“Psychological Antibodies” to Safeguard Frontline Healthcare Warriors Mental Health Against COVID-19 Pandemic-Related Psychopathology
- Department of Psychology, Banaras Hindu University, Varanasi, India
The rapid and unprecedented worldwide spread of the novel coronavirus, also termed as 2019 novel coronavirus (2019-nCoV) or 2019 coronavirus disease (COVID-19), has immensely strained the existing healthcare systems (HCSs) throughout the world (1). The frontline healthcare workers (HCWs) (doctors, nurses, paramedics, ambulance personnel) are occupied with the direct diagnosis, treatment, and care of the COVID-19 infected patients and hold the significant responsibility of flattening the pandemic growth curve and reducing the infection fatality rate. Though HCWs would have their Behavioral Immune System continuously active during this pandemic situation (2), excessive workload, the risk of nosocomial transmission, lack of essential resources and specific medical treatment, and frequent encounters with trauma and death have heightened their risk of psychological distress (3) and trauma (4); psychopathology, such as substance use (2); mood disorders, such as insomnia, anxiety, and depression (3); delusional episodes; suicidality (4); and even suicide (5, 6). An eventual rise in the need of mental health services by HCWs is probable as these mental health consequences may remain even after the pandemic remits (7, 8). As the medical professionals are the most significant assets in countering the pandemic, safeguarding the physically and emotionally exhausted (9) HCWs' mental health becomes significant. This opinion article briefly describes the psychopathology encountered by HCWs during the 2019-nCoV pandemic and the protective role “psychological antibodies” constituting the psychological immunity (PI) can have in guarding HCWs against these psychopathological symptoms. Particular attention is drawn toward the need for developing evidence-informed individual- and organizational-level PI-boosting interventions for HCWs.
COVID-19-Linked Psychopathology in HCWs
The medical personnel attending the COVID-19 patients report significantly higher symptoms of somatization, obsession, compulsion, anxiety, phobic anxiety, and psychoticism. Besides, they have significantly lower interpersonal sensitivity and overall poor mental health (10). HCWs also suffer emotional disturbances, such as anxiety and depression, excessive workload, physical and mental exhaustion, burnout, post-traumatic stress symptoms, loneliness, sleep disorders, and distress (3, 11–17). The fear of getting infected and having a sudden role reversal from a healthcare provider to a medical patient leads to the feelings of frustration and helplessness, adjustment issues, perceived stigma, and fear of discrimination (18). HCWs are performing duties outside of perceived skills, experiencing life threats, and witnessing co-worker's serious illness, injury, and death (19), all of which are specific factors that put them at a higher risk for developing post-traumatic stress disorder (PTSD) a few months later (20). A timely systematic review and meta-analyses provided evidence that a considerable fraction of HCWs experienced significant levels of anxiety, depression, and insomnia during the coronavirus pandemic (21). The frontline HCWs in the department of respiratory medicine, emergency, intensive care unit (ICU), and infectious disease have 2-fold chances of experiencing anxiety, depression, and other mental health problems compared with the non-clinical staff (15, 22, 23). The infection rate among medical staff (24), fear of infection to colleagues and family, protective measures, and medical violence further add to HCWs' psychological issues (25). These mental issues can potentially lead to medical treatment errors, patient mortality, substance abuse, and even suicidal ideation among HCWs. Thus, “Healing the Healer” (26) becomes crucial. In addition to these potential hazards that exceed the consequences of COVID-19 itself (27), the accumulated psychological pressure and the intense fear of death during the pandemic even pushed the already vulnerable medical professionals into committing suicide (5, 6). Though researchers (9, 17, 22) indicate a need for effective strategies, mental health informed interventions, and regular intensive training for HCWs, evidence-based evaluations and potential mental health interventions targeting frontline HCWs are relatively scarce (3, 28). Further, till date, neither any clinician-administered scale for measuring psychological distress or disorders in the COVID-19 context (29) nor any specific recommendations from the international bodies on the addressal of the mental health concerns during the pandemic are available (30). Identifying the personal resilience resources that mitigate stress can aid in the rapid design of evidence-informed individual- and organizational-level interventions for HCWs.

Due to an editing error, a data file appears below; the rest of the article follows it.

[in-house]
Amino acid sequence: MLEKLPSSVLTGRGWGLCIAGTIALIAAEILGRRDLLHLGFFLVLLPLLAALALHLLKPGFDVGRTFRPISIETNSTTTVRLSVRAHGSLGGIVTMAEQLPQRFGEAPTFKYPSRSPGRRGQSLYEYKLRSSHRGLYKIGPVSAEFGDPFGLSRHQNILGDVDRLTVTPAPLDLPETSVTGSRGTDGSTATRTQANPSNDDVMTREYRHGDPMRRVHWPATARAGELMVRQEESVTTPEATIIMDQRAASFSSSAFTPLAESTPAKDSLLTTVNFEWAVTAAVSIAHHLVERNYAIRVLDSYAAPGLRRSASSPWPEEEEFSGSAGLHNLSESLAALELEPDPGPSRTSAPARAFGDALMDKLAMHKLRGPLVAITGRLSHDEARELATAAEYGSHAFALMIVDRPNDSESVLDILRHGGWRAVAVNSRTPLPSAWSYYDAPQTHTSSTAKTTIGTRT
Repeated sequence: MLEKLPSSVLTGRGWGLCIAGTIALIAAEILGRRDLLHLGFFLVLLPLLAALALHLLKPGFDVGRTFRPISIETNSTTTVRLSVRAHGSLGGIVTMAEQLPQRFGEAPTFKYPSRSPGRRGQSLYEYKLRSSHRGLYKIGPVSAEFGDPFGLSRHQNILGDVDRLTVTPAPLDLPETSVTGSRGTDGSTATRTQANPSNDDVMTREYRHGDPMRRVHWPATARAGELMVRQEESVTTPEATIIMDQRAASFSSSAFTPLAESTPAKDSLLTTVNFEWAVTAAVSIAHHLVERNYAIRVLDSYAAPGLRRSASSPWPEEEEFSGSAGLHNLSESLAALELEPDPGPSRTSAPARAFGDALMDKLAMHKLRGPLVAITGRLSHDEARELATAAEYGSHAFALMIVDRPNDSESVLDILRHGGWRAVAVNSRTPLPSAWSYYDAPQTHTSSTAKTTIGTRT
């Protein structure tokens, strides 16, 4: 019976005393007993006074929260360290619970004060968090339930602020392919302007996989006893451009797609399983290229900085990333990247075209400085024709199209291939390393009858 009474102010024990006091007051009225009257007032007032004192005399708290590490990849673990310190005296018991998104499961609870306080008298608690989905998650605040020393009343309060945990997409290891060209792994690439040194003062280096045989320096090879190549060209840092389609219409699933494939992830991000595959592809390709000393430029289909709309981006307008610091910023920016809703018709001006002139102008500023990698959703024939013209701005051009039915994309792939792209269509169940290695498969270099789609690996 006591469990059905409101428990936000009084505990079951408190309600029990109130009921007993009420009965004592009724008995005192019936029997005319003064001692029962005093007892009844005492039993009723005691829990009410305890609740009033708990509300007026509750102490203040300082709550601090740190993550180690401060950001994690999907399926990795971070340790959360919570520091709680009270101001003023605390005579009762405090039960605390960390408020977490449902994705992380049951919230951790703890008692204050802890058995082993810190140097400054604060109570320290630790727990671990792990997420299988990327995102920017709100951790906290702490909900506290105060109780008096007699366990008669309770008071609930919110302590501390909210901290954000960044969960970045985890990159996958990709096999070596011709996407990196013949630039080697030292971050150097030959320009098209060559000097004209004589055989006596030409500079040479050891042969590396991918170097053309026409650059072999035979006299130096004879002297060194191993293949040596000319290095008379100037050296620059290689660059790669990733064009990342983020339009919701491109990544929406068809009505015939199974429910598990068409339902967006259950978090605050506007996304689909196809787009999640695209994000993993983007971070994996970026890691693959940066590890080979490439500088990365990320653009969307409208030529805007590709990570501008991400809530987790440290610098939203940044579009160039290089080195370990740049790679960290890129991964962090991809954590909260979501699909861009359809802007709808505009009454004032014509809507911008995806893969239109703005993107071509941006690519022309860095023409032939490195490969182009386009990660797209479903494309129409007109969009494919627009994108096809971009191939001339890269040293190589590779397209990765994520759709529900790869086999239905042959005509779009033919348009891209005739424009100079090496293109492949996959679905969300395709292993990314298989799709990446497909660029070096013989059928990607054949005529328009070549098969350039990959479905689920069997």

Psychological Antibodies and the Psychological Immune System
The concept of the Psychological Immune System (PIS) was proposed by Olah (31) to integrate the isolated but empirically correlated character strengths and stress-resistant resources of the personality into one comprehensive system. PIS is a multidimensional yet integrated unit of personal resilience resources and adaptive capacities, also referred to as “psychological antibodies” (32), that provide immunity against damage, stress (33), and traumatic events (34). Table 1 briefly describes the three subsystems entailed in the PIS and their respective psychological antibodies. During the coping process, these subsystems dynamically interact and regulate one another's functioning and guide the person to use flexible and self-developing coping strategies (35, 36).
Table 1. Subsystems of the psychological immune system, their respective antibodies, and practical recommendations for enhancing healthcare workers' psychological immunity.
Psychological Immunity: A Counter to COVID-19-Related Psychopathology